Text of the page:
English children’s literature has gifted the world not one, but two adorable bears. One is, of course, Winnie-the-Pooh, and the other is Paddington. They are both universally loved, have a series of books dedicated to them, and several highly successful film adaptations based on their adventures. Yet only one of them was invited to the Platinum Jubilee Party in June 2022 to share tea with Her Majesty Queen Elizabeth II: Paddington. Why did he get such a high honour? Perhaps it has to do with what this character represents.
Michael Bond invented Paddington in 1958, at a time of widespread racism and anti-immigration riots in London. He wanted to change the narrative around immigration, and created a tale about a bear from “Darkest Peru” who moves to London. Paddington is basically an illegal immigrant: he arrives in the British capital without a ticket, a passport, or money. All he has is a jar of his favourite orange marmalade and a label round his neck that reads “Please look after this bear. Thank you.” He is adopted by an empathic family that notices him at Paddington station (hence the name). From then on, his various adventures in the city unfold: despite good intentions, he causes chaos wherever he goes.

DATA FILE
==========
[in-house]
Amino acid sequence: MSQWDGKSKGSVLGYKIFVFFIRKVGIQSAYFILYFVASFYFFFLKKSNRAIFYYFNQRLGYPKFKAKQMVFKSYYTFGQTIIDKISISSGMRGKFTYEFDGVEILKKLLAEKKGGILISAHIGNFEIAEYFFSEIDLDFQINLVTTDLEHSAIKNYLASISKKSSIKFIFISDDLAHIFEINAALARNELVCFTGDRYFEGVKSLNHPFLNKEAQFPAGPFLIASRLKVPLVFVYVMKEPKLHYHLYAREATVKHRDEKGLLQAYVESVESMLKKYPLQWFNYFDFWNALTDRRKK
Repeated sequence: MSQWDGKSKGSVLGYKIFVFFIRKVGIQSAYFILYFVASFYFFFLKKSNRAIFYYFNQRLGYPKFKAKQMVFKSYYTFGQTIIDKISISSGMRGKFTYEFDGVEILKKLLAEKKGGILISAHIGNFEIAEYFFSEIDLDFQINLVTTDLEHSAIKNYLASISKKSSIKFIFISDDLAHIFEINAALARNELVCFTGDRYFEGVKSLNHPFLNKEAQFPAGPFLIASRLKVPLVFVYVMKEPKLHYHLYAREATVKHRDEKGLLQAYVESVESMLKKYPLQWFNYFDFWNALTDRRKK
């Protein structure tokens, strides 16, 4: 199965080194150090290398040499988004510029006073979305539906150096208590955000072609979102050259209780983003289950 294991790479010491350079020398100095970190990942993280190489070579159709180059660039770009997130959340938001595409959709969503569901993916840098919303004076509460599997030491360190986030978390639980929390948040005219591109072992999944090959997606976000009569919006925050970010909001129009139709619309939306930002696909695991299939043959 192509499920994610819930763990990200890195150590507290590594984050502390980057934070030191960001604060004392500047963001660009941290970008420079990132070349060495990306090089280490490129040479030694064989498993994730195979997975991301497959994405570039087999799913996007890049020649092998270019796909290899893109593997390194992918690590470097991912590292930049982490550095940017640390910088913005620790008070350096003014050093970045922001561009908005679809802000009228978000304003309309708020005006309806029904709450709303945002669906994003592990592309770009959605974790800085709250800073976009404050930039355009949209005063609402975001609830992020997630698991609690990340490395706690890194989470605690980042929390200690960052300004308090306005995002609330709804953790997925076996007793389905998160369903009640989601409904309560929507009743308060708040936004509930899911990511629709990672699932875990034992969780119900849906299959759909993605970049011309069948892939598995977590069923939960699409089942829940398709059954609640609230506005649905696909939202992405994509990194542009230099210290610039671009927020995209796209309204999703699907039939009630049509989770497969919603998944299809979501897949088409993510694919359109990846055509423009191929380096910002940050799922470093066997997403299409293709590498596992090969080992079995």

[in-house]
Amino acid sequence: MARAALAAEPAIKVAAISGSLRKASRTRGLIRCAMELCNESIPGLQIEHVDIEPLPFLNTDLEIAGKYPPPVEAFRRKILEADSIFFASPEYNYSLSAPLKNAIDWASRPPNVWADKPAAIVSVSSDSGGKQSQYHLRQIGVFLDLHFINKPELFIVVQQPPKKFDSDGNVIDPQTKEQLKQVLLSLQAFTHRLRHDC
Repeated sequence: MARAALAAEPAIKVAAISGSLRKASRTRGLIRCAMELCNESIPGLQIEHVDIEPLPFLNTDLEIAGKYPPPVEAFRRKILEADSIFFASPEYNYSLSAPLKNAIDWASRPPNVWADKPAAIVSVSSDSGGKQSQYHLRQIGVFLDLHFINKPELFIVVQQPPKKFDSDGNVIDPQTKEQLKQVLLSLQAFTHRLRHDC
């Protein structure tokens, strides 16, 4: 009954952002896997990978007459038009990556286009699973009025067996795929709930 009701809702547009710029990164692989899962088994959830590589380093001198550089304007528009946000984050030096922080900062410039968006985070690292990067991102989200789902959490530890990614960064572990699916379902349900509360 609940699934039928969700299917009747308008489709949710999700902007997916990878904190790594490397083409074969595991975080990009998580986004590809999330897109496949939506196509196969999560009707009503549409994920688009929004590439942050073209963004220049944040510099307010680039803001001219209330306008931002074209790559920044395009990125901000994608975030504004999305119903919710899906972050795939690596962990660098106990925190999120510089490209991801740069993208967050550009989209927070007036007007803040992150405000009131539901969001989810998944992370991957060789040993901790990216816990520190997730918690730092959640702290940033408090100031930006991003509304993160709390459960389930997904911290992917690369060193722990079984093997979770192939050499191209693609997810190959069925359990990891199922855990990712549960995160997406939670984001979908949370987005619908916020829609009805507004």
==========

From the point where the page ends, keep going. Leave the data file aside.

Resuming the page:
Paddington knows about English traditions only through the stories of his aunt, but tries, with all his heart, to fit in. What makes Paddington even more lovable, is that he is, in fact, more civilised and polite than most of the humans around him. For Michael Bond, whose family housed Jewish refugees during WWII, Paddington was the embodiment of an immigrant child left at a railway station in a foreign country. Through his books, Bond made England fall in love with the little bear from a far-away land. There is now a statue of Paddington in Paddington station, which greets all those arriving by train to the city.